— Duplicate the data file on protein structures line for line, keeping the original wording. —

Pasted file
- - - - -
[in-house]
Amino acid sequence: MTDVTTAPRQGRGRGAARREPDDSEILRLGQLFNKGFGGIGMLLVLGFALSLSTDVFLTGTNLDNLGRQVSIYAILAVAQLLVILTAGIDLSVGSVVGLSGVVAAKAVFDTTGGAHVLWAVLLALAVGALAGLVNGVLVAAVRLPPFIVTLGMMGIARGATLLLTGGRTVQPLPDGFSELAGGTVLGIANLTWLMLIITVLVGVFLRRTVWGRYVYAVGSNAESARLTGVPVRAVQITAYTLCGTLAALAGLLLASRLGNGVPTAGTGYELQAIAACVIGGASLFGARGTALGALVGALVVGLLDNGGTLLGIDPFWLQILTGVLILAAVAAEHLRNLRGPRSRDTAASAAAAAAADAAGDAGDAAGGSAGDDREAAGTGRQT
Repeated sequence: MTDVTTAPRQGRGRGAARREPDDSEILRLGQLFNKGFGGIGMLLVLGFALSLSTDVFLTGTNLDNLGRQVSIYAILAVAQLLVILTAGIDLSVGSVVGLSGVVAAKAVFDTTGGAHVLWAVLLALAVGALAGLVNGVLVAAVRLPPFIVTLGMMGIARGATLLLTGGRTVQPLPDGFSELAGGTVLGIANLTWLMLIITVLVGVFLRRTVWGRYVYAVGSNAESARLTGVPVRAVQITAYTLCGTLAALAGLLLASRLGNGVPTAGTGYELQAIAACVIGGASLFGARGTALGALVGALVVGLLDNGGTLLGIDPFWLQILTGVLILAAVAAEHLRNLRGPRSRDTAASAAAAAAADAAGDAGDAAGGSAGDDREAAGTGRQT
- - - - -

[in-house]
Amino acid sequence: MTDVTTAPRQGRGRGAARREPDDSEILRLGQLFNKGFGGIGMLLVLGFALSLSTDVFLTGTNLDNLGRQVSIYAILAVAQLLVILTAGIDLSVGSVVGLSGVVAAKAVFDTTGGAHVLWAVLLALAVGALAGLVNGVLVAAVRLPPFIVTLGMMGIARGATLLLTGGRTVQPLPDGFSELAGGTVLGIANLTWLMLIITVLVGVFLRRTVWGRYVYAVGSNAESARLTGVPVRAVQITAYTLCGTLAALAGLLLASRLGNGVPTAGTGYELQAIAACVIGGASLFGARGTALGALVGALVVGLLDNGGTLLGIDPFWLQILTGVLILAAVAAEHLRNLRGPRSRDTAASAAAAAAADAAGDAGDAAGGSAGDDREAAGTGRQT
Repeated sequence: MTDVTTAPRQGRGRGAARREPDDSEILRLGQLFNKGFGGIGMLLVLGFALSLSTDVFLTGTNLDNLGRQVSIYAILAVAQLLVILTAGIDLSVGSVVGLSGVVAAKAVFDTTGGAHVLWAVLLALAVGALAGLVNGVLVAAVRLPPFIVTLGMMGIARGATLLLTGGRTVQPLPDGFSELAGGTVLGIANLTWLMLIITVLVGVFLRRTVWGRYVYAVGSNAESARLTGVPVRAVQITAYTLCGTLAALAGLLLASRLGNGVPTAGTGYELQAIAACVIGGASLFGARGTALGALVGALVVGLLDNGGTLLGIDPFWLQILTGVLILAAVAAEHLRNLRGPRSRDTAASAAAAAAADAAGDAGDAAGGSAGDDREAAGTGRQT